As one of the persons, who works in the facility as a program coordinator and a foster for dogs in training, said to me: “The dogs do their job, they live with us and they are alerting, they learn that the scent doesn’t just come from a scent sample, that it’s on people, and that they might be on different people, it helps them; [then] we move them though several homes [called transitional homes] [where they live] with diabetics before they are placed. Some homes have multiple diabetics, some homes [have only] a single person, some homes [have families] with children with diabetes, so it helps them generalize or we play this game wherever we are, it’s pretty simple, we are just building [on] what happened at the training facility and they are doing the same thing they will be doing when they are placed” (Interview, foster, 2015).
When the dogs are fully trained, that is, when they are able to recognize the scent on multiple patches, then on one patch placed successively on different human beings, then “live” on a human being on site, then on human beings living in their homes, they are brought back to the facility where they are matched with a future owner. They could alert on any one; thus, in the same way the owner of the facility had to be tailored to the individuality of each dog, every dog is going to be tailored to a specific individual, and this process will be made possible through the special bond that is going to be created between the two. This bond (and its maintenance) is a guarantee of durable assistance and has a moral dimension attached to it (Mouret, 2017).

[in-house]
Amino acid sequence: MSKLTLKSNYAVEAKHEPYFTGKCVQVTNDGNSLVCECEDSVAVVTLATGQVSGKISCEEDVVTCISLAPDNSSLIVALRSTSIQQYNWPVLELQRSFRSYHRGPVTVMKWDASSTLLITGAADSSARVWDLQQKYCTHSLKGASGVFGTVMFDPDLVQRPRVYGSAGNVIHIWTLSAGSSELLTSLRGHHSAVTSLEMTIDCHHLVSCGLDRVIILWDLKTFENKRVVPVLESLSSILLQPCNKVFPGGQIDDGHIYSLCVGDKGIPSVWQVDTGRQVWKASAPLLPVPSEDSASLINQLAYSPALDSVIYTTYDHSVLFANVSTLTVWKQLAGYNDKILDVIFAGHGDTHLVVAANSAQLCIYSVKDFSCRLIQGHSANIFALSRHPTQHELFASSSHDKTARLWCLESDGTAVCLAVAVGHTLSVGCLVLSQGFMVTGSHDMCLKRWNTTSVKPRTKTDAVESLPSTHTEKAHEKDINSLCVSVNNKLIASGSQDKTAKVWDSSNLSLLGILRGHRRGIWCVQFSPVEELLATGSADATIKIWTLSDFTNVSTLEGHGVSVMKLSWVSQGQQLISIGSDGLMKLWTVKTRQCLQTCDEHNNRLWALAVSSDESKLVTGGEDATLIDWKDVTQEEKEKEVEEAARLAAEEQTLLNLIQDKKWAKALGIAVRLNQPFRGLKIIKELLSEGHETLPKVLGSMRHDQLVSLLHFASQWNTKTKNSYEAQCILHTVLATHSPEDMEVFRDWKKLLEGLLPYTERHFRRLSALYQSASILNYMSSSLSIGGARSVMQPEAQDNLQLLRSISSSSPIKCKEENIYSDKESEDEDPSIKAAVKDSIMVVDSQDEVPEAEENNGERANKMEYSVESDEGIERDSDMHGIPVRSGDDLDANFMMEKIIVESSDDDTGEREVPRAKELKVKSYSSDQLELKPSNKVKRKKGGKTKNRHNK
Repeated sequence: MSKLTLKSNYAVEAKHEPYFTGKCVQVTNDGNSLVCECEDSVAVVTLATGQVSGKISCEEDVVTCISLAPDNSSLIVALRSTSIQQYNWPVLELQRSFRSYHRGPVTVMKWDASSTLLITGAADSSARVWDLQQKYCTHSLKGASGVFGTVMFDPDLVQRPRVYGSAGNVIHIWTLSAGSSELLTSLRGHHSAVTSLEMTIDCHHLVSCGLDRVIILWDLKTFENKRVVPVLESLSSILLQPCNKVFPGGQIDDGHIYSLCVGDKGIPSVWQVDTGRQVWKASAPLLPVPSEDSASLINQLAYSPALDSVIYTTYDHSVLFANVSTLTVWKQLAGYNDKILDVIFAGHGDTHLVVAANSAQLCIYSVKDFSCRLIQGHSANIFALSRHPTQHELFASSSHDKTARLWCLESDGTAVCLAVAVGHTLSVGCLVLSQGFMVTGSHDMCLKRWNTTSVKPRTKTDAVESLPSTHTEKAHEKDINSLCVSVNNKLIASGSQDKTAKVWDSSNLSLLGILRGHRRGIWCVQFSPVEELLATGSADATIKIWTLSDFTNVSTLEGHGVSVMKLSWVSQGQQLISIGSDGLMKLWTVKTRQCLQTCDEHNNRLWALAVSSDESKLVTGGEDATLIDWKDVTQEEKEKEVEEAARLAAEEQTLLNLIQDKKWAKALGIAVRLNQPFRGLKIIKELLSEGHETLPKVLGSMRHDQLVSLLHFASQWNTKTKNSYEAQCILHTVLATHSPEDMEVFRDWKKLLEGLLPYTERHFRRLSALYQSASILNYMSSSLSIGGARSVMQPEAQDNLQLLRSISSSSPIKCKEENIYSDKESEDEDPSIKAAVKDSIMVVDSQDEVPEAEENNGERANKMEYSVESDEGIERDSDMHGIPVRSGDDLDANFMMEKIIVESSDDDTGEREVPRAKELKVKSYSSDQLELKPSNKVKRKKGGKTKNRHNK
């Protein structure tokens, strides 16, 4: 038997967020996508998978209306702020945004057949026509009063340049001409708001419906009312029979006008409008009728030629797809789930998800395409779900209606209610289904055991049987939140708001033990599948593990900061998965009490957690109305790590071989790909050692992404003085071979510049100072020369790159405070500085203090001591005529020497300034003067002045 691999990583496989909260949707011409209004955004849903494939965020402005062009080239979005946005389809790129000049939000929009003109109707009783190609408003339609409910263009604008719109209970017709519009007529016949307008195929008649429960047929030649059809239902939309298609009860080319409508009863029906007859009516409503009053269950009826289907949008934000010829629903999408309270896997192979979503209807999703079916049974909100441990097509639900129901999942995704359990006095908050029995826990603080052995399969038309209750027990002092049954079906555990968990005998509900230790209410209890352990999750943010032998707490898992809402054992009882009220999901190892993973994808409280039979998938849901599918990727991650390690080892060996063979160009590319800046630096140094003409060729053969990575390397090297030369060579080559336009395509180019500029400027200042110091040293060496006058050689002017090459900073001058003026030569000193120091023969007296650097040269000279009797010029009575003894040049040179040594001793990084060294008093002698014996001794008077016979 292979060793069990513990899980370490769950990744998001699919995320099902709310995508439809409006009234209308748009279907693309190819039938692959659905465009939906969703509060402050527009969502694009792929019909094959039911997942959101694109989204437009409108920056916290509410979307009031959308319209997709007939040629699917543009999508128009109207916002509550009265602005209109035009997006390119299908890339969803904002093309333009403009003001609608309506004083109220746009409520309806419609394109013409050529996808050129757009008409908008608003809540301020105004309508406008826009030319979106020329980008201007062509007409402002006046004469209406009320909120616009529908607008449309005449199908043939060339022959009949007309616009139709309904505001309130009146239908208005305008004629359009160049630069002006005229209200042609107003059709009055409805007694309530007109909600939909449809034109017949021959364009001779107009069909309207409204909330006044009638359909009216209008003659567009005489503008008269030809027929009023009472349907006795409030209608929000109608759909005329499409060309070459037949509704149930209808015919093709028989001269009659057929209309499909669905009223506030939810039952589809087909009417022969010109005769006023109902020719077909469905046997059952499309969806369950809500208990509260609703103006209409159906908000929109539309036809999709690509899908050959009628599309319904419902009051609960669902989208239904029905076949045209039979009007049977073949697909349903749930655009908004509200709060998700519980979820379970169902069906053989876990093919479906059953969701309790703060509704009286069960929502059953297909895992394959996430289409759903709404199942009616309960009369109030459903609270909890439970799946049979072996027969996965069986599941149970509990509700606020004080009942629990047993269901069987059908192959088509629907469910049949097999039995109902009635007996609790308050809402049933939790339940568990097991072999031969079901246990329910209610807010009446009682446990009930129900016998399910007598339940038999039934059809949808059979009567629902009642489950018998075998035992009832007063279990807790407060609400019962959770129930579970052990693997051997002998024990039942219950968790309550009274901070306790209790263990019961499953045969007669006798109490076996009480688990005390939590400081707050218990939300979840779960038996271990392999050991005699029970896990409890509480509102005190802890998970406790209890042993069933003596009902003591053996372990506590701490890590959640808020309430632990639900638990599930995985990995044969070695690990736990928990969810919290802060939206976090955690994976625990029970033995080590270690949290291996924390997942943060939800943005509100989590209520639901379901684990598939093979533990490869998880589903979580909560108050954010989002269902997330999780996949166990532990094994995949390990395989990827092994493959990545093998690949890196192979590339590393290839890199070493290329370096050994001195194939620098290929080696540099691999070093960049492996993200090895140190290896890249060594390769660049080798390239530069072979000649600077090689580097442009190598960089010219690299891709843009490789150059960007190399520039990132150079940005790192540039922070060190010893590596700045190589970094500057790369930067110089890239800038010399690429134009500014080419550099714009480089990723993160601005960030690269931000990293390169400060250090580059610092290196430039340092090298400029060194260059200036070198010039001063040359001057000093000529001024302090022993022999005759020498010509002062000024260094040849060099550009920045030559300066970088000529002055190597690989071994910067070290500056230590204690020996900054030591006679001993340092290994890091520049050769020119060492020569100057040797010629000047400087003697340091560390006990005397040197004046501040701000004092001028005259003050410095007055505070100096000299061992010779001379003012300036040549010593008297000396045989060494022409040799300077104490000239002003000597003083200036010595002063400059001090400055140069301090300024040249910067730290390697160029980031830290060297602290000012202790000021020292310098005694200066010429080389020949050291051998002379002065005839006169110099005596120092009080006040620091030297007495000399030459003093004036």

Matching dogs and clients
Thus, now that the dogs are trained, it is the people that will need to be trained. The trainers know their dogs and their personality so they have to ask the clients to fill out a survey in order to learn about them, their style of life, what they like, etc. Obviously, there are “objective criteria” so to speak, they will not match an active dog with a person who is a “couch potato,” but there is much more to it than this.
“It’s instinctual,” says the director, “part of it you can do the ABC, you can say ‘they are retired, their lifestyle is a little bit slower, they are not going to be doing PTA, swim teams, blabla, fifteen things all at once with five kids,’ so maybe a dog that is a little less active would be better, there is something that is actually beyond what I can actually describe” (Interview, director, 2015).